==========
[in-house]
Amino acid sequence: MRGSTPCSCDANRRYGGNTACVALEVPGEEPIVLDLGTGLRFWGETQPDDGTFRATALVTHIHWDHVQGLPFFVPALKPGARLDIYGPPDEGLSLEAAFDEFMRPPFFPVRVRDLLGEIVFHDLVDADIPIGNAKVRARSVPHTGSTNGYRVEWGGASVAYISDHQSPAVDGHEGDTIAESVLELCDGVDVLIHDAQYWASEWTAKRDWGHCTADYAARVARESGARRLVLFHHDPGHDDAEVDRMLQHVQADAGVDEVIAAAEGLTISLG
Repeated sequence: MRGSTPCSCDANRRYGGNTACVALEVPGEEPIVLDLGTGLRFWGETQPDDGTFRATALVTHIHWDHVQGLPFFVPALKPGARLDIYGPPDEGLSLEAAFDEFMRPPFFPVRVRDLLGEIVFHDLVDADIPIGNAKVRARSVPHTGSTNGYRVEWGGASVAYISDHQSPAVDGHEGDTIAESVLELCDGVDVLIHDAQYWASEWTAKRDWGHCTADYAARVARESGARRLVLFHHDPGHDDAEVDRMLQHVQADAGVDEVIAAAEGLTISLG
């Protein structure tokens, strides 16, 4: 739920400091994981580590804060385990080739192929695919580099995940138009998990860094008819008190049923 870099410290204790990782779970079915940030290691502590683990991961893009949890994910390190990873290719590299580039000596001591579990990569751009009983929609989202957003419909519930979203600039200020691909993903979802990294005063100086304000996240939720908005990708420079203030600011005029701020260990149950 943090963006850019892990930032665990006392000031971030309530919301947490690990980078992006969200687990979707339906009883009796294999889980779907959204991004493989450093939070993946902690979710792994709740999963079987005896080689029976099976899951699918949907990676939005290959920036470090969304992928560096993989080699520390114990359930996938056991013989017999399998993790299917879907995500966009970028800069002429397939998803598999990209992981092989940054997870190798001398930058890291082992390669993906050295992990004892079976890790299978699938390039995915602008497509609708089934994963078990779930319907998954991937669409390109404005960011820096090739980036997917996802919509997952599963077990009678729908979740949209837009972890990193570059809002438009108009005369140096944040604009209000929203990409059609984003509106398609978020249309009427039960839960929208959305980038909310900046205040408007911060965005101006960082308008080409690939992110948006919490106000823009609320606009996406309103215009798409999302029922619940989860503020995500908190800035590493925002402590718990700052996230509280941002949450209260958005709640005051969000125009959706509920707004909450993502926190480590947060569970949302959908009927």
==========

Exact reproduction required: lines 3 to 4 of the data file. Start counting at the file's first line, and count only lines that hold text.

Repeated sequence: MRGSTPCSCDANRRYGGNTACVALEVPGEEPIVLDLGTGLRFWGETQPDDGTFRATALVTHIHWDHVQGLPFFVPALKPGARLDIYGPPDEGLSLEAAFDEFMRPPFFPVRVRDLLGEIVFHDLVDADIPIGNAKVRARSVPHTGSTNGYRVEWGGASVAYISDHQSPAVDGHEGDTIAESVLELCDGVDVLIHDAQYWASEWTAKRDWGHCTADYAARVARESGARRLVLFHHDPGHDDAEVDRMLQHVQADAGVDEVIAAAEGLTISLG
């Protein structure tokens, strides 16, 4: 739920400091994981580590804060385990080739192929695919580099995940138009998990860094008819008190049923 870099410290204790990782779970079915940030290691502590683990991961893009949890994910390190990873290719590299580039000596001591579990990569751009009983929609989202957003419909519930979203600039200020691909993903979802990294005063100086304000996240939720908005990708420079203030600011005029701020260990149950 943090963006850019892990930032665990006392000031971030309530919301947490690990980078992006969200687990979707339906009883009796294999889980779907959204991004493989450093939070993946902690979710792994709740999963079987005896080689029976099976899951699918949907990676939005290959920036470090969304992928560096993989080699520390114990359930996938056991013989017999399998993790299917879907995500966009970028800069002429397939998803598999990209992981092989940054997870190798001398930058890291082992390669993906050295992990004892079976890790299978699938390039995915602008497509609708089934994963078990779930319907998954991937669409390109404005960011820096090739980036997917996802919509997952599963077990009678729908979740949209837009972890990193570059809002438009108009005369140096944040604009209000929203990409059609984003509106398609978020249309009427039960839960929208959305980038909310900046205040408007911060965005101006960082308008080409690939992110948006919490106000823009609320606009996406309103215009798409999302029922619940989860503020995500908190800035590493925002402590718990700052996230509280941002949450209260958005709640005051969000125009959706509920707004909450993502926190480590947060569970949302959908009927």